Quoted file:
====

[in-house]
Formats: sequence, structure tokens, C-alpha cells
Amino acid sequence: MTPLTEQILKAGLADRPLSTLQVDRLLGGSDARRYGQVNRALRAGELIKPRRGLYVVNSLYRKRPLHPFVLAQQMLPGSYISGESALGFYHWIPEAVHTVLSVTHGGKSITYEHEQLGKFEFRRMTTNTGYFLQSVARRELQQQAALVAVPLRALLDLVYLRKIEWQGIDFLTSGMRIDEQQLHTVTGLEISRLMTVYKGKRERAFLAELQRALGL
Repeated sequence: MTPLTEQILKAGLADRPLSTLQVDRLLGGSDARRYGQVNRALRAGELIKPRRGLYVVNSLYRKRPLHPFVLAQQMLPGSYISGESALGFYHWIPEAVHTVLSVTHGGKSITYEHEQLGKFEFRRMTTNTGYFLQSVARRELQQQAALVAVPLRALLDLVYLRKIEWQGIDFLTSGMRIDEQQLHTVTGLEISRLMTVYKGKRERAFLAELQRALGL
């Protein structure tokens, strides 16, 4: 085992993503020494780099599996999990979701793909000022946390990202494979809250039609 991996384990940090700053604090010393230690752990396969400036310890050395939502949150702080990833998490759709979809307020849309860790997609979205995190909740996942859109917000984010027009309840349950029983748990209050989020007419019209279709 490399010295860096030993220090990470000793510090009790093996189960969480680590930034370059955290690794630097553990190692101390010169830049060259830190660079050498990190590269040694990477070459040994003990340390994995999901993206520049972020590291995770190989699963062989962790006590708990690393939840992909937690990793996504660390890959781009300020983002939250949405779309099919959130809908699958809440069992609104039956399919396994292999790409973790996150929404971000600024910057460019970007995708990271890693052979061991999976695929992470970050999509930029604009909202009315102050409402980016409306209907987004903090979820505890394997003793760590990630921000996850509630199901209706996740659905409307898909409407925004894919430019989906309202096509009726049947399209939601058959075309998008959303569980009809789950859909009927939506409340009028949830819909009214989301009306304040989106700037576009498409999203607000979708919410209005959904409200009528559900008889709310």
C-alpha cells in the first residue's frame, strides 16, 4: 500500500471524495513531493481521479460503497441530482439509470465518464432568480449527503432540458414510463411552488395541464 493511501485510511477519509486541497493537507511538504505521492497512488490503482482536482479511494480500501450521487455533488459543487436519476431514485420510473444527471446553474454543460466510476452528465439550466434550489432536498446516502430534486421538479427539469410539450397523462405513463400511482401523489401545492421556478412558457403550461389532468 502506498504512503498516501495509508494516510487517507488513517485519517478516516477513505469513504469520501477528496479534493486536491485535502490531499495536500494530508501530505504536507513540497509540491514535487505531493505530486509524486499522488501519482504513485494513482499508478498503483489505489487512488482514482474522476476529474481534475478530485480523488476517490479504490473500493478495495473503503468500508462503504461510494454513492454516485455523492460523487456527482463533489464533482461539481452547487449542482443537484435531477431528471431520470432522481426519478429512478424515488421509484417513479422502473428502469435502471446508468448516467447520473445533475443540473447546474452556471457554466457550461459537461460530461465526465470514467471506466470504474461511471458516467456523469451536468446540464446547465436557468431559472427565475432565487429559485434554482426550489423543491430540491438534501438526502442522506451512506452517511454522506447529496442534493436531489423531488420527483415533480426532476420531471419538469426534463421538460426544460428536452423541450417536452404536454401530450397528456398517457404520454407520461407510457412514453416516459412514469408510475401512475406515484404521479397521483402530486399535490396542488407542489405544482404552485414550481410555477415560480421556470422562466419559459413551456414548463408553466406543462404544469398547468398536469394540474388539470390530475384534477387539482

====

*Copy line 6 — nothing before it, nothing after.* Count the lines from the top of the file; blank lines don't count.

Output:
C-alpha cells in the first residue's frame, strides 16, 4: 500500500471524495513531493481521479460503497441530482439509470465518464432568480449527503432540458414510463411552488395541464 493511501485510511477519509486541497493537507511538504505521492497512488490503482482536482479511494480500501450521487455533488459543487436519476431514485420510473444527471446553474454543460466510476452528465439550466434550489432536498446516502430534486421538479427539469410539450397523462405513463400511482401523489401545492421556478412558457403550461389532468 502506498504512503498516501495509508494516510487517507488513517485519517478516516477513505469513504469520501477528496479534493486536491485535502490531499495536500494530508501530505504536507513540497509540491514535487505531493505530486509524486499522488501519482504513485494513482499508478498503483489505489487512488482514482474522476476529474481534475478530485480523488476517490479504490473500493478495495473503503468500508462503504461510494454513492454516485455523492460523487456527482463533489464533482461539481452547487449542482443537484435531477431528471431520470432522481426519478429512478424515488421509484417513479422502473428502469435502471446508468448516467447520473445533475443540473447546474452556471457554466457550461459537461460530461465526465470514467471506466470504474461511471458516467456523469451536468446540464446547465436557468431559472427565475432565487429559485434554482426550489423543491430540491438534501438526502442522506451512506452517511454522506447529496442534493436531489423531488420527483415533480426532476420531471419538469426534463421538460426544460428536452423541450417536452404536454401530450397528456398517457404520454407520461407510457412514453416516459412514469408510475401512475406515484404521479397521483402530486399535490396542488407542489405544482404552485414550481410555477415560480421556470422562466419559459413551456414548463408553466406543462404544469398547468398536469394540474388539470390530475384534477387539482